Other kinds of body focused repetitive behaviors include trichotillomania (hair pulling disorder), onychophagia (nail biting disorder), dermatophagia (skin biting disorder), and rhinotillexomania (nose picking disorder). There are more, potentially even some that we’re not aware of because research for BFRBs is in its infancy. For instance, the DSM only added Dermatillomania in 2013, and it still has not listed onychophagia, dermatophagia, and rhinotillexomania.

There are only a handful or two of doctors and researchers really doing work focusing on these behaviours, so the research is somewhat hard to come by. Also, very few people are talking about BFRBs. Even most medical professionals don’t know about them.

The two-to-five percent statistic may even be higher because of how few people actually get diagnosed with these disorders. With the age of the internet, it’s becoming more prominent online, but in real life it is still severely stigmatized.

Although it came from a place of concern and trying to help, my family was probably the worst when it came to stigma. They would try to shame or scare me out of picking my skin, which a) doesn’t work and b) only made me feel worse about myself. I developed a deep, deep feelings of worthlessness and felt like a failure because I couldn’t just stop.

Beyond my inner circle, stigma came and comes in many forms.

Strangers and people on the internet (where I share my story and about dermatillomania through blogging) gave me disgusted looks. They’d tell me I’m just doing this for attention and could stop if I wanted to, or I’m diseased and shouldn’t leave my house, or just flat out that I’m disgusting.

And those who don’t stigmatize are prone to offering unsolicited advice. Again, they’re well-meaning, but telling me about this skin product or this healing method isn’t conducive to my recovery. When I was a young child, my mother took me to my pediatrician to try to find out what was wrong with me. The end result was my doctor prescribing me ointment or cream to help my skin heal. The problem with that is my skin isn’t slow to heal or needs a little boost, it’s because I literally tear it open over and over again. For me, the average picking spot lasts at least a month because I keep going at it.

If you’re reading this as someone who’s never heard of dermatillomania, you might think this is a really horrible existence to have. Truth be told, for me, it was.

Was because I now accept my disorder and understand that it’s going to be exhausting. It’s going to be physically painful (for instance, showering is an adventure because the water stings). Sometimes it’s going to royally suck whether it’s because of ignorant comments or because I’m just at my exhaustion limit.

No, I’ve not given into it. One of my favourite quotations comes from Michael J. Fox: “Acceptance doesn’t mean resignation. It means understanding that something is what it is and there’s got to be a way through it.”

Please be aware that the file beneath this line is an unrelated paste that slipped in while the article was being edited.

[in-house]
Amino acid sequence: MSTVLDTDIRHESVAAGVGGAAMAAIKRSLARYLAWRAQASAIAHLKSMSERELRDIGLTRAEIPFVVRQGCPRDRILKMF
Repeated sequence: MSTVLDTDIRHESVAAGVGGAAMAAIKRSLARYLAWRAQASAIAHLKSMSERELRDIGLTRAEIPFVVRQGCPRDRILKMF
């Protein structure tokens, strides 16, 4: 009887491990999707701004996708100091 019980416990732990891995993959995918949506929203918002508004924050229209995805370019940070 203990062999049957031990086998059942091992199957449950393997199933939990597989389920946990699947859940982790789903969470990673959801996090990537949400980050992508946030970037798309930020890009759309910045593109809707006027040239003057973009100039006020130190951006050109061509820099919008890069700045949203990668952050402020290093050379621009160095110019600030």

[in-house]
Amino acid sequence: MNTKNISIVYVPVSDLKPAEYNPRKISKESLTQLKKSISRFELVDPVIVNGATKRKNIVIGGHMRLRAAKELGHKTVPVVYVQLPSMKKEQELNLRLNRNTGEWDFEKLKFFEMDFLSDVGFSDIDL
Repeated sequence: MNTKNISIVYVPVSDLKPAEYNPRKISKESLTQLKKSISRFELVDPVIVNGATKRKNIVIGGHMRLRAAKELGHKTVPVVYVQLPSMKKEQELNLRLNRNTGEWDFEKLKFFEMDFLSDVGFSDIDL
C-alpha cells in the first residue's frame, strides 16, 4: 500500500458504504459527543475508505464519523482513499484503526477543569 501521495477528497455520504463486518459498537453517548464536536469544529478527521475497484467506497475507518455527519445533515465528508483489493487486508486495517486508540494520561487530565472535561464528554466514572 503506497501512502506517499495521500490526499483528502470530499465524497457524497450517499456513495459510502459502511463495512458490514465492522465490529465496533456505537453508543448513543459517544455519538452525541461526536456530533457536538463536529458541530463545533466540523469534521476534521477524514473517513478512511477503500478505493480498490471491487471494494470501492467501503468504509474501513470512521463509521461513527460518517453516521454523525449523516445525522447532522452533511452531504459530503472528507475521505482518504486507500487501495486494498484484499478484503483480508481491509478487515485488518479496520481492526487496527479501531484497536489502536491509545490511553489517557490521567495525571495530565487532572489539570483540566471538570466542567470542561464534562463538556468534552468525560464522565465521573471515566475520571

For me, my way through it is to stop beating myself up for not being able to stop. One of the hardest realities those with body focused repetitive behaviors face at this time is there is no cure. There are treatments and recovery absolutely is possible. Although, you may need to tweak the way you think of recovery if, for you, recovery means stopping or cured. I used to cry over the fact that I still picked my skin and I hated myself for not having the willpower to stop. But here are the two biggest secrets (that aren’t really secrets since I tell everyone) that I have, which tie into one another.

Dermatillomania and other BFRBs are not about willpower.

The faulty stop mechanism I mentioned earlier is literally a difference in our brains.

Does that remove responsibility from ourselves in terms of taking care of ourselves? Absolutely not. We have to be active participants in our own recoveries and have to actively pursue self-care, but we are not at fault for our disorders.

Because I’ve realized these things, I’ve been able to do things like wear shorts even though my skin isn’t perfect. This summer, I’ve had my leg wrapped in a tensor wrap over gauze. Sometimes I feel that self-consciousness, but now I know the world won’t crumble.

Having a solid support network plays a big part in my ability to do this. I have a community who cheers me on and lifts my spirits. I also have the love of my significant other and my family to back me up, too. If you don’t have that support in your life, start with online communities.

Here’s another hard truth: some people are going to be assholes.

The good thing about this is  their words aren’t reflections of  our reality. Misinformation and ignorance (sometimes willful) fuel these people’s comments. Sometimes we can help these people see reason by explaining our situation or steering them toward reputable resources. But sometimes we can’t and we have to know when to pick our battles.

My point is that dermatillomania and other body focused repetitive behaviors do not have to be our end. And our situations don’t have to be tragic. It can be a really difficult path, but we can make it through it with the right resources and support. I didn’t believe that for many years, but now that I’m living it, I know that reality is completely obtainable.


Visit the Canadian BFRB Support Network or the TLC Foundation for BFRBs for more information about BFRBs and support.